Originally Posted by Sparrow
Yet, in the first chapter, Holmes ridicules Watson's bumbling attempts to deduce anything from a walking stick.
"When I said that you stimulated me I meant, to be frank, that in noting your fallacies I was occasionally guided towards the truth."
As I get older, I find I enjoy the Sherlock Holmes stories less and less, due to Holmes' arrogant attitude and condescending treatment of Watson. Overall, the stories are still a good read, but I'm tempted to turn the page and skip ahead when Holmes is being snarky...
Two items stood out for me in re-reading The Hound of the Baskervilles after a long absence. The first is how much of this story is written in Watson's "voice". Sherlock Holmes appears in the chapters 1-4, then is absent until the last paragraph of chapter 11 when Watson learns the mysterious man inhabiting a stone hut is actually Holmes. Chapter 12 highlights the actions and thoughts of Holmes after he sends Watson to the countryside along with Sir Henry Baskerville and Dr. Mortimer. the narrative is again picked up by Watson, and continues until the final chapter, when Holmes summarizes what really happened and why.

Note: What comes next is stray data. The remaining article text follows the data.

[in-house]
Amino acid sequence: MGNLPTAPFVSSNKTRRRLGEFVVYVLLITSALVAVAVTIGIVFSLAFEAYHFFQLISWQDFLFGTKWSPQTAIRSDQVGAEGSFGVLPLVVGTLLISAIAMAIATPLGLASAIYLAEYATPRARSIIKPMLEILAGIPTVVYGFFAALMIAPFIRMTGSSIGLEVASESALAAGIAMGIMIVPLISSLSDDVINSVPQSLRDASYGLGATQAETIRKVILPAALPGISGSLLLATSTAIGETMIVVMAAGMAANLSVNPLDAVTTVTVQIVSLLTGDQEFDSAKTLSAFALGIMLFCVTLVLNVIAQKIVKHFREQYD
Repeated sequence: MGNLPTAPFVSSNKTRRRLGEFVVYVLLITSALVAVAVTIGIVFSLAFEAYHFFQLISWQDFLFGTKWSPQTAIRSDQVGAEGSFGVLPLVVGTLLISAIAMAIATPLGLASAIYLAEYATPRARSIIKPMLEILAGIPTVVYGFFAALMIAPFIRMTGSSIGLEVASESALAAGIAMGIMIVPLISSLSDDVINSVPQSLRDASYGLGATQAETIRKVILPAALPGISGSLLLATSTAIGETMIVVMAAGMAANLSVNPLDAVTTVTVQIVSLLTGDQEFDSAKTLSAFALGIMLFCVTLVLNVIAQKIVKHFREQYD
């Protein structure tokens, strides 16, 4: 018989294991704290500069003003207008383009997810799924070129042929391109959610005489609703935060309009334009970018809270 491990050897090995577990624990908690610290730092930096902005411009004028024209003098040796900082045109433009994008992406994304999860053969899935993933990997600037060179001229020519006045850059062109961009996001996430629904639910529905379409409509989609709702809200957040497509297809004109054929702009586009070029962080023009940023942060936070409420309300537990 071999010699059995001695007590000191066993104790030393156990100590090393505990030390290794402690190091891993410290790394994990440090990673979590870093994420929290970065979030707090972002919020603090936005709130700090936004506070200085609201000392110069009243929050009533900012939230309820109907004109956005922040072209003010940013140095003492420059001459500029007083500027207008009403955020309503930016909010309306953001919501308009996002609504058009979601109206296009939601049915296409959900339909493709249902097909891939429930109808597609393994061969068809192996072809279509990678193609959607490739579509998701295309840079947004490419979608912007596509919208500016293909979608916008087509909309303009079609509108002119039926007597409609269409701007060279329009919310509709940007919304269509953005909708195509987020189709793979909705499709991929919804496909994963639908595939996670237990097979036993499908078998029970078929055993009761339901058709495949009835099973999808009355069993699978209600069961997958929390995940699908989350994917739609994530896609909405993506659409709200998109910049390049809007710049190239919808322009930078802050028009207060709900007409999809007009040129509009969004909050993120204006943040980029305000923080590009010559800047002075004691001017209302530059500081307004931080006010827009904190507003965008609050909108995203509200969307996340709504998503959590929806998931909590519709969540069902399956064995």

The second item that struck me in HoTB was the classic mystery technique of stopping a crime from happening, then the hero and sidekick spend the following chapter explaining the villain's motive and how they solved the mystery. Although this technique was in use before 1901 (when HoTB was published), it is well-developed in this story, and certainly wraps up all the details in a bright red bow